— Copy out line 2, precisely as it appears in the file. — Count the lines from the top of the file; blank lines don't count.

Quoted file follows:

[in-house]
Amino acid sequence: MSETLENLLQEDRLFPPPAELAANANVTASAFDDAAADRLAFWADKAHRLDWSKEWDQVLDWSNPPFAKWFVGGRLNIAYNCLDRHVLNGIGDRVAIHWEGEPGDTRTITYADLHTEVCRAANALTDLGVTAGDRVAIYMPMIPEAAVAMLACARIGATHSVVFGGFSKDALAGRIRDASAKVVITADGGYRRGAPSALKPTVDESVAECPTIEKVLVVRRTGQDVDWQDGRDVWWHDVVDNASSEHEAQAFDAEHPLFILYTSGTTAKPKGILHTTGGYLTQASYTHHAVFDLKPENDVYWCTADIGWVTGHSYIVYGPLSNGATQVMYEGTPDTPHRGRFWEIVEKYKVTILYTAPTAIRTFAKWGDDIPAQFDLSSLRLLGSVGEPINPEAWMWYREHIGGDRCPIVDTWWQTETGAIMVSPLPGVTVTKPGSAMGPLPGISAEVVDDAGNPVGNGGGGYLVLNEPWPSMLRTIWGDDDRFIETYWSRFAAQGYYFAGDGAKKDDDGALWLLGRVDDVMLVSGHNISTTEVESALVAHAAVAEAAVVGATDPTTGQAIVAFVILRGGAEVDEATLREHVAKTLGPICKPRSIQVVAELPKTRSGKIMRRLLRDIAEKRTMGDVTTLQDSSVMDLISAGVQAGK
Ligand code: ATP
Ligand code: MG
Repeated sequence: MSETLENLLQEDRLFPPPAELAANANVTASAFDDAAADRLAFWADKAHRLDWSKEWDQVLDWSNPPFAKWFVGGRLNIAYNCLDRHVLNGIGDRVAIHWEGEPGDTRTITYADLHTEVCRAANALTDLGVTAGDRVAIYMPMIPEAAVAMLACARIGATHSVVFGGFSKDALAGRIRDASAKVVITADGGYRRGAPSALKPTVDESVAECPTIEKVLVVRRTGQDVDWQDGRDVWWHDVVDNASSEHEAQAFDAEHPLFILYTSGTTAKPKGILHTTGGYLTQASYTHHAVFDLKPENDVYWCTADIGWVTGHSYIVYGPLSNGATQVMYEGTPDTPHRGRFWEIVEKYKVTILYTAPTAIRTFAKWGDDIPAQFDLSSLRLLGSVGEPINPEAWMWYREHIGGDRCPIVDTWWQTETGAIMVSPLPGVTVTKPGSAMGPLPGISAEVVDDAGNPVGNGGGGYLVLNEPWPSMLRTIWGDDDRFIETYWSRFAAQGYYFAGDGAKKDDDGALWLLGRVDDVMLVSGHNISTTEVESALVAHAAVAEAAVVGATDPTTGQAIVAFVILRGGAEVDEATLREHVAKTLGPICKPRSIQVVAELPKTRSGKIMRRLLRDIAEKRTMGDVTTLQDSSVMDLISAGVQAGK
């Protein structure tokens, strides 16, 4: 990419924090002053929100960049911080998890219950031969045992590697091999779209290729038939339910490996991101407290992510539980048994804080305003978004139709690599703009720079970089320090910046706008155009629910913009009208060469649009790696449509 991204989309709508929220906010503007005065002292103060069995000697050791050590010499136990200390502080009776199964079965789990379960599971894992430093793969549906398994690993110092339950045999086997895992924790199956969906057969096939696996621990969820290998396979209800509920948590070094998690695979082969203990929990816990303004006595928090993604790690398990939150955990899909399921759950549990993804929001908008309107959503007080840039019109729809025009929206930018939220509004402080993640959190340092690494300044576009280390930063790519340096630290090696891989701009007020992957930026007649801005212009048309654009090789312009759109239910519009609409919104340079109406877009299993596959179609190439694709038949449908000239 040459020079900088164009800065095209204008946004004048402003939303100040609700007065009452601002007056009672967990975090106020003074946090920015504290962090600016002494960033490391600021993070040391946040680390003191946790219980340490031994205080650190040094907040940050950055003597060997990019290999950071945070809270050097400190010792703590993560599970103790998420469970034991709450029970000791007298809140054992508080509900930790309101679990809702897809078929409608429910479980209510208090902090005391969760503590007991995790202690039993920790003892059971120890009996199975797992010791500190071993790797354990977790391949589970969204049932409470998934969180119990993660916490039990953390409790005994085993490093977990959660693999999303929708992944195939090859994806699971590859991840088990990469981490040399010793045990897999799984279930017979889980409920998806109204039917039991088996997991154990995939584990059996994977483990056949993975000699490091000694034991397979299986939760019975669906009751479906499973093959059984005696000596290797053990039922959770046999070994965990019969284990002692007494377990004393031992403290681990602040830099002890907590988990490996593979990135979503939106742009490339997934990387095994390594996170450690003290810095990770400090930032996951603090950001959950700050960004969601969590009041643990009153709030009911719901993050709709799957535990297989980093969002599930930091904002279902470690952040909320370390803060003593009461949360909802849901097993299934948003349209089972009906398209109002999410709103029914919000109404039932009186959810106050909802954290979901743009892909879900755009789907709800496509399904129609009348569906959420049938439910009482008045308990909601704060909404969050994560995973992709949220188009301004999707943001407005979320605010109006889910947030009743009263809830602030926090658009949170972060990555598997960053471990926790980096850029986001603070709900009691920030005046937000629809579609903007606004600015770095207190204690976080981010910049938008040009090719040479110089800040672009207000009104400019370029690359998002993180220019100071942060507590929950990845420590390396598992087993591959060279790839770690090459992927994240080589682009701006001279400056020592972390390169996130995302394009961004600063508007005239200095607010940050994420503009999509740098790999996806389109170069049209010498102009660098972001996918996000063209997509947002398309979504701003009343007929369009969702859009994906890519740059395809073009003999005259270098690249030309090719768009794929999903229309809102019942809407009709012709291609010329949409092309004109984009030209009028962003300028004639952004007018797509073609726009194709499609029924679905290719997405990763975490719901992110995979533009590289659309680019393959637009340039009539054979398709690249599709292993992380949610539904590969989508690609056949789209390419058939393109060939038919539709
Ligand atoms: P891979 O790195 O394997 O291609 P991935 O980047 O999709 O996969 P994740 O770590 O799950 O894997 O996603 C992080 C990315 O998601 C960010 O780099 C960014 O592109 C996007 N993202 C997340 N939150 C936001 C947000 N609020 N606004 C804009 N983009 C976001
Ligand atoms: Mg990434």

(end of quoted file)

Amino acid sequence: MSETLENLLQEDRLFPPPAELAANANVTASAFDDAAADRLAFWADKAHRLDWSKEWDQVLDWSNPPFAKWFVGGRLNIAYNCLDRHVLNGIGDRVAIHWEGEPGDTRTITYADLHTEVCRAANALTDLGVTAGDRVAIYMPMIPEAAVAMLACARIGATHSVVFGGFSKDALAGRIRDASAKVVITADGGYRRGAPSALKPTVDESVAECPTIEKVLVVRRTGQDVDWQDGRDVWWHDVVDNASSEHEAQAFDAEHPLFILYTSGTTAKPKGILHTTGGYLTQASYTHHAVFDLKPENDVYWCTADIGWVTGHSYIVYGPLSNGATQVMYEGTPDTPHRGRFWEIVEKYKVTILYTAPTAIRTFAKWGDDIPAQFDLSSLRLLGSVGEPINPEAWMWYREHIGGDRCPIVDTWWQTETGAIMVSPLPGVTVTKPGSAMGPLPGISAEVVDDAGNPVGNGGGGYLVLNEPWPSMLRTIWGDDDRFIETYWSRFAAQGYYFAGDGAKKDDDGALWLLGRVDDVMLVSGHNISTTEVESALVAHAAVAEAAVVGATDPTTGQAIVAFVILRGGAEVDEATLREHVAKTLGPICKPRSIQVVAELPKTRSGKIMRRLLRDIAEKRTMGDVTTLQDSSVMDLISAGVQAGK